Wednesday, March 21, 2012

Sermon for Christmas Eve, 24 December 2011

The Rev. Paul J Cain
Matthew 1:18-25
Keep Silence
The Nativity of Our Lord: Christmas Eve, 24 December 2011
Immanuel Lutheran Church, Sheridan, WY

Holy God, Holy and Mighty, Holy and Immortal, have mercy on us. Amen.

We need more than “Christmas spirit” this Christmas. We need more than mere wishes of a Merry Day or Happy New Year. We need more than just morality, more than religious repetition of the same old stuff. We need the heavenly peace of the Holy Infant, Jesus, born to die for you.
1          Silent night, holy night!
All is calm, all is bright
Round yon virgin mother and child.
Holy Infant, so tender and mild,
    Sleep in heavenly peace,
    Sleep in heavenly peace.

In contrast to “Silent Night,” one of our favorite hymns, the hymn “Let All Mortal Flesh Keeps Silence” sounds so strange to modern ears.
Why is that? Both are true, but both are different somehow. Allow me to propose a solution: There is more to Christianity than Christmas. Christmas is supposed to be all about Christ. Because Jesus and His salvation are gifts to us, we give gifts to others. Because Jesus is the Light of the world, the Light no darkness can overcome, we light our homes and bring lit trees indoors. Christmas is only part of the story of Christ, a narrative that continues every Sunday and especially on Good Friday, Easter Sunday, and Pentecost Sunday.
C. F. W. Walther, the first President of The Lutheran Church—Missouri Synod, gets to the heart of our confusion tonight in his lectures on Law and Gospel.
He proposes this simple idea: you must present all the articles of faith in accordance with Scripture, yet [you] must also rightly distinguish Law and Gospel[1].
“Sure, Pastor, it only makes sense that pastors and Christians should follow the Bible!” and in thinking that or saying those words to me, you’d be right. Unfortunately, we all know that this is not always the case in real life. Walther assumes for the moment that Christians do teach in accordance with Scripture. And he also asserts that you “must also rightly distinguish Law and Gospel.” And that’s the missing piece! This is the difference between “Silent Night” and “Let All Mortal Flesh Keep Silence,” law and Gospel.
“Silent Night” is such a comforting hymn to us because of its Gospel-filled text and its lullaby-like tune. “Let All Mortal Flesh Keep Silence” jars us out of our complacency with a text from the fourth century AD and a French medieval folk melody. And, the text has both Law and Gospel. Does the Law of God have a place on Christmas Eve? Yes. Holy God, Holy and Mighty, Holy and Immortal, have mercy on us.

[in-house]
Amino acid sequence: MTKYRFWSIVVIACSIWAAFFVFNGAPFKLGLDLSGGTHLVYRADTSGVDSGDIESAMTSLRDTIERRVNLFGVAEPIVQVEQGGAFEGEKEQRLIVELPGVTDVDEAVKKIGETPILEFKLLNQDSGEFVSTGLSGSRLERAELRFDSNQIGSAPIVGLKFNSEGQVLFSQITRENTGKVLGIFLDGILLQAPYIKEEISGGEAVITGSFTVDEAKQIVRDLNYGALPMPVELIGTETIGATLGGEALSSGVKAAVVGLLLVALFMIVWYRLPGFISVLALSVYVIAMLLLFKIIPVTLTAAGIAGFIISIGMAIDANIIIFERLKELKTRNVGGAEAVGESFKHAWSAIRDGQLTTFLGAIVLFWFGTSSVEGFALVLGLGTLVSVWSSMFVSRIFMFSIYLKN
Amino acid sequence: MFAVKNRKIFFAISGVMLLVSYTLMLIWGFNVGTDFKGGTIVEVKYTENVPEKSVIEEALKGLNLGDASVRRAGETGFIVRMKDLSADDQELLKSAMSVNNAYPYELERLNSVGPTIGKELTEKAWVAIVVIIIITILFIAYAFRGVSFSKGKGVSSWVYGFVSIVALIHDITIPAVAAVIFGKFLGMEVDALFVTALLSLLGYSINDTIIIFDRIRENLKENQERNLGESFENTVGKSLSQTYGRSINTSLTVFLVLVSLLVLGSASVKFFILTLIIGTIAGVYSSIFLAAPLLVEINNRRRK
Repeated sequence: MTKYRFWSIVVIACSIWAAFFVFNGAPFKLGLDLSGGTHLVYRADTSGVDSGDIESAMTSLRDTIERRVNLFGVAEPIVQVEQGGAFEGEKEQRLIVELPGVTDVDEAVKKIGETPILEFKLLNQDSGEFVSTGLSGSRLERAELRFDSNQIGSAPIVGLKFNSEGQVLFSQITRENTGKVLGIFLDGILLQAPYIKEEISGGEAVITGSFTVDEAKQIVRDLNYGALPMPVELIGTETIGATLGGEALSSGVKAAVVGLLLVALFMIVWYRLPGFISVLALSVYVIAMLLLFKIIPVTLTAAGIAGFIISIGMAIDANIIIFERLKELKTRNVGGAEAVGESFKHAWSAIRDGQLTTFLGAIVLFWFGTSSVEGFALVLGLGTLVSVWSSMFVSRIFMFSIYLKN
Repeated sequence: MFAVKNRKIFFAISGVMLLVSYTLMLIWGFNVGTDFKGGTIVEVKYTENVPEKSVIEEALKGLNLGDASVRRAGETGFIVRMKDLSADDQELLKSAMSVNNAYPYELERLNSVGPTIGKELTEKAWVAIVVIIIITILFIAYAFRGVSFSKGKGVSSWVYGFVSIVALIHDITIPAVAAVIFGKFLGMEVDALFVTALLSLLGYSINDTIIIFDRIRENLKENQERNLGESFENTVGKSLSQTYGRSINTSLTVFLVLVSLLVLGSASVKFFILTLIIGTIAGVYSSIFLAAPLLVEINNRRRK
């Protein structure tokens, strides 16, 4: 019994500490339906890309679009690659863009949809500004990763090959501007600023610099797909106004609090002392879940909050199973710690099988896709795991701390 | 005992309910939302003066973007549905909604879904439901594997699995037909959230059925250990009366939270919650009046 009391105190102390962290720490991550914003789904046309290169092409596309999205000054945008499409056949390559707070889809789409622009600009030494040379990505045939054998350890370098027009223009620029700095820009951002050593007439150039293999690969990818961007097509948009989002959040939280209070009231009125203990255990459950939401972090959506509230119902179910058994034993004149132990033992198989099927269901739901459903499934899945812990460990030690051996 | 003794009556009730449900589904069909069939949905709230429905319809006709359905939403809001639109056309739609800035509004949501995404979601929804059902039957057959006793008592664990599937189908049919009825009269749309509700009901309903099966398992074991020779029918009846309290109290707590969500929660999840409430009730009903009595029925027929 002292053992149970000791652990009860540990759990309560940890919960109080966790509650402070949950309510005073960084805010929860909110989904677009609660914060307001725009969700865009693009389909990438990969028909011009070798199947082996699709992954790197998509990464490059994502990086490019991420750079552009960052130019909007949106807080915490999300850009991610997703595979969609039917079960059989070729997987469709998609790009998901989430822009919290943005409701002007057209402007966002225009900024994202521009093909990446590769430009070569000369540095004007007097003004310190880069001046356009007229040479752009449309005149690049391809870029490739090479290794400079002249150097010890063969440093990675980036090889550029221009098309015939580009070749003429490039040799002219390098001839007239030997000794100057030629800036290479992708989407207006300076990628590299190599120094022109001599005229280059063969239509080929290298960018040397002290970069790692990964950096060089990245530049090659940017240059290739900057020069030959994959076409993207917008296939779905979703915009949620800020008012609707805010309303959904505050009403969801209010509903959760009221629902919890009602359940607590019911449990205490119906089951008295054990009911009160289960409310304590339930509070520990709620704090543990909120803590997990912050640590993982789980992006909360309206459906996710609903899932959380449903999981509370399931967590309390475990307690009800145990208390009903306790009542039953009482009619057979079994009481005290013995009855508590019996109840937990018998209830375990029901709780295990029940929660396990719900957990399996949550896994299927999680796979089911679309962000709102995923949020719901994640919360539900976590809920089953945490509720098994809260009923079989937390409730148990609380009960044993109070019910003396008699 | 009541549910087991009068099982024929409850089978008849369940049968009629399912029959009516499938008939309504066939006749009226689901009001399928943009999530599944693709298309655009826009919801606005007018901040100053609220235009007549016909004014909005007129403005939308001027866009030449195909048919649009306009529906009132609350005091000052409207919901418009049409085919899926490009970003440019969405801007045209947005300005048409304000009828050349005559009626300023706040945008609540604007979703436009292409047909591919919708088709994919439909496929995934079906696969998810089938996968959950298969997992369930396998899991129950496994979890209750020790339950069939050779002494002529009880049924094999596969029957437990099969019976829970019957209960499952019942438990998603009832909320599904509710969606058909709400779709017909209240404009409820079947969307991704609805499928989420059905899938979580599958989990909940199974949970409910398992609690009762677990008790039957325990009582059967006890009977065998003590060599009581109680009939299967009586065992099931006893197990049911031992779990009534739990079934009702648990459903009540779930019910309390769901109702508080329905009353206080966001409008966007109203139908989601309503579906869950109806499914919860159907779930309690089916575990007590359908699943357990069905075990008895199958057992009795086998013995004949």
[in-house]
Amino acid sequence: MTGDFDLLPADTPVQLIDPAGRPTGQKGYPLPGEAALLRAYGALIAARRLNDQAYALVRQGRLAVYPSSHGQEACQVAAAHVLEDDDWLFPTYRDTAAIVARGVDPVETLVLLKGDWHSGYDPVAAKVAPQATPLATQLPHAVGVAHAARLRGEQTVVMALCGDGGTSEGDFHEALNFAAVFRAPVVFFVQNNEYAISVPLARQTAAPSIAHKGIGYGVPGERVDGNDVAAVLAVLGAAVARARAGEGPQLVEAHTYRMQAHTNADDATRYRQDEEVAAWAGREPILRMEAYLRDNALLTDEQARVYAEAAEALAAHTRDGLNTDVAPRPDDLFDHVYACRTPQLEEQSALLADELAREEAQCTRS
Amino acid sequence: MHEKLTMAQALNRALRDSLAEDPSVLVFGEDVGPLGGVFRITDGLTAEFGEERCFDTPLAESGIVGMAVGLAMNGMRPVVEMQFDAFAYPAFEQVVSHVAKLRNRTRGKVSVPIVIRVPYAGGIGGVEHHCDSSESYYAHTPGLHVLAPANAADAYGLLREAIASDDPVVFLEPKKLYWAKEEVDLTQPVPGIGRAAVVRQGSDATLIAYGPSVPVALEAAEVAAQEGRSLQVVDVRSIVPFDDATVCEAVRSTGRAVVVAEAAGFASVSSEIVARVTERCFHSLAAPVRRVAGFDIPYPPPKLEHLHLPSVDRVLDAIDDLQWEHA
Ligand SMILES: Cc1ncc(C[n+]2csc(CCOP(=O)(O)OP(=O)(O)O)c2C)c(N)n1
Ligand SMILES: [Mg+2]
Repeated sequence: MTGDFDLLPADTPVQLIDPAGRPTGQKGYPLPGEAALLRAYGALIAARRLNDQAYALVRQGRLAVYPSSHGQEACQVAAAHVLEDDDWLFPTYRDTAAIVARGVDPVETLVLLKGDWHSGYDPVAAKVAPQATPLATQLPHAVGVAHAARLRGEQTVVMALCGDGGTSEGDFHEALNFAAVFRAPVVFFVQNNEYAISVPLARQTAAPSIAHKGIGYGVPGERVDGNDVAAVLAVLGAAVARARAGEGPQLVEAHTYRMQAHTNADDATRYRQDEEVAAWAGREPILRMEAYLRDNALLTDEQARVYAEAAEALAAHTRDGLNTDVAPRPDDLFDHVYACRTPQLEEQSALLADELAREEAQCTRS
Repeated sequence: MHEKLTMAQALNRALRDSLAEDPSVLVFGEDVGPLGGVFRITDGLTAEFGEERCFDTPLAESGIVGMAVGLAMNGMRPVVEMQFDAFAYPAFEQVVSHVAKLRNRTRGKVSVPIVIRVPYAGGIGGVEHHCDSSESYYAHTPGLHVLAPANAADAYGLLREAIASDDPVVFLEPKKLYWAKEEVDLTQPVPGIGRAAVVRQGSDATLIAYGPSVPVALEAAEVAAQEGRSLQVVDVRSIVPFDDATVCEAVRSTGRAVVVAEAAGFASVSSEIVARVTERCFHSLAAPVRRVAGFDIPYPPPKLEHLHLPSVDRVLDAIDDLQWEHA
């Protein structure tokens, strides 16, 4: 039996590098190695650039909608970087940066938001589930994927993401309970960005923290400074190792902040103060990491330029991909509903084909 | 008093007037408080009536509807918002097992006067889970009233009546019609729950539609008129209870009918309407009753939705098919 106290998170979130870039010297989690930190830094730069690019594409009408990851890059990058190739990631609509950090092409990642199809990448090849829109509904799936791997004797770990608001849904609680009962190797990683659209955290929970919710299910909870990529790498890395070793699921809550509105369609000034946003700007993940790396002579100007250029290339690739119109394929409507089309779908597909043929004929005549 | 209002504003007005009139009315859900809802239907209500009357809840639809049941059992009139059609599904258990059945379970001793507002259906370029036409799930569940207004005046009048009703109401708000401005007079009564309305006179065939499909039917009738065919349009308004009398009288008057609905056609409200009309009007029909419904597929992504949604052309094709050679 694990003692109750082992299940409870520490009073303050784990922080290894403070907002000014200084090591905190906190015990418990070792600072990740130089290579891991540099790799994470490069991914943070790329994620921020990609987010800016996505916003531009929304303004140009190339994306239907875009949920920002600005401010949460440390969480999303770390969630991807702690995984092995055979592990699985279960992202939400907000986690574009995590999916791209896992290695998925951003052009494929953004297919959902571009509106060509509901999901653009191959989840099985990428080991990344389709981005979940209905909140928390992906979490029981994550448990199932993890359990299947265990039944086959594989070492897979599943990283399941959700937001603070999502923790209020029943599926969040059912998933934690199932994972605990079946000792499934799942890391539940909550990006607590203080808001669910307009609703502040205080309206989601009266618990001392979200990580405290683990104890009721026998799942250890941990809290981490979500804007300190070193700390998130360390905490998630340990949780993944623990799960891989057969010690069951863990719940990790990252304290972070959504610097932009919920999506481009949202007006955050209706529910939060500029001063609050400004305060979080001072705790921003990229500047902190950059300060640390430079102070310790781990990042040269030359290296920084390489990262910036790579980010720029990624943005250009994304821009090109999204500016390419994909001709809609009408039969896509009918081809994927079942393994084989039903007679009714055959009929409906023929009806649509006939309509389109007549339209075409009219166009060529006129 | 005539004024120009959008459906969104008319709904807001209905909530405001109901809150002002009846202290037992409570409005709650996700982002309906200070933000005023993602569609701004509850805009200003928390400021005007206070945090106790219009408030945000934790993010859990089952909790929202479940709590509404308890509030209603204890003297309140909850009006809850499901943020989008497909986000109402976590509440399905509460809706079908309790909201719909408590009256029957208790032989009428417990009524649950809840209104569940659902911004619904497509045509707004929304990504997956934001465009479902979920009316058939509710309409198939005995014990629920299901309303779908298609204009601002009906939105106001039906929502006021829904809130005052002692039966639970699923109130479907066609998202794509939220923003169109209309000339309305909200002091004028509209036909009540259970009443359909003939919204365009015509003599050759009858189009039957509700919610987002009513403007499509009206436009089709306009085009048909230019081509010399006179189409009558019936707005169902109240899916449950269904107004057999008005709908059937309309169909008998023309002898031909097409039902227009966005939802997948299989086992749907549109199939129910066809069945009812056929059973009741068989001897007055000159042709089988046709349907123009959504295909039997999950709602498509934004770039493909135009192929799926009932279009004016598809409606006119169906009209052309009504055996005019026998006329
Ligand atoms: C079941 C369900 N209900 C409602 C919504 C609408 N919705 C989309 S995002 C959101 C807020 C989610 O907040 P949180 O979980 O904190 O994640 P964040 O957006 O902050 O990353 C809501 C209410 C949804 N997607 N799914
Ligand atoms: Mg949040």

Let All Mortal Flesh Keep Silence     LSB 621
1          Let all mortal flesh keep silence
    And with fear and trembling stand;
Ponder nothing earthly-minded,
    For with blessing in His hand
Christ our God to earth descending
    Comes our homage to demand.

The words “fear,” “trembling,” and “demand” in stanza 1 all bring to mind the law. The Law is unpleasant, for it limits our behavior and points out our sins and how we have failed to obey God perfectly. Habakkuk 2:20 says, “Let all the earth keep silence before Him,” and so we should, because we are all equally guilty before Him.
Consider the medical parallel. If your medical doctor gives you bad news, is that the end of the story? Hopefully not! He or she will likely recommend tests or give a diagnosis and then prescribe a treatment for your benefit! Medically speaking, that is good news. Spiritually speaking, we are to put worldly things out of our minds because Christ descends from heaven to earth with “blessing in His hand.” He comes to give you forgiveness, life, and salvation. The same tiny hands of the babe in the manger would be nailed to the cross for you and your salvation. Then, as our response of faith, doesn’t it make sense for the God who created you, the God who redeemed you, the God who makes you holy to expect, even demand, homage, reverence, respect, honor, service and worship? Can you hear both Law and Gospel in this hymn text?
Stanza 2 echoes the complexity of Matthew 1, tonight’s Gospel reading, in the context of all Scripture and salvation history, helping us meditate on the mystery of the incarnation, God taking upon Himself human flesh:
2          King of kings yet born of Mary,
    As of old on earth He stood,
Lord of lords in human vesture,
    In the body and the blood,
He will give to all the faithful
    His own self for heav’nly food.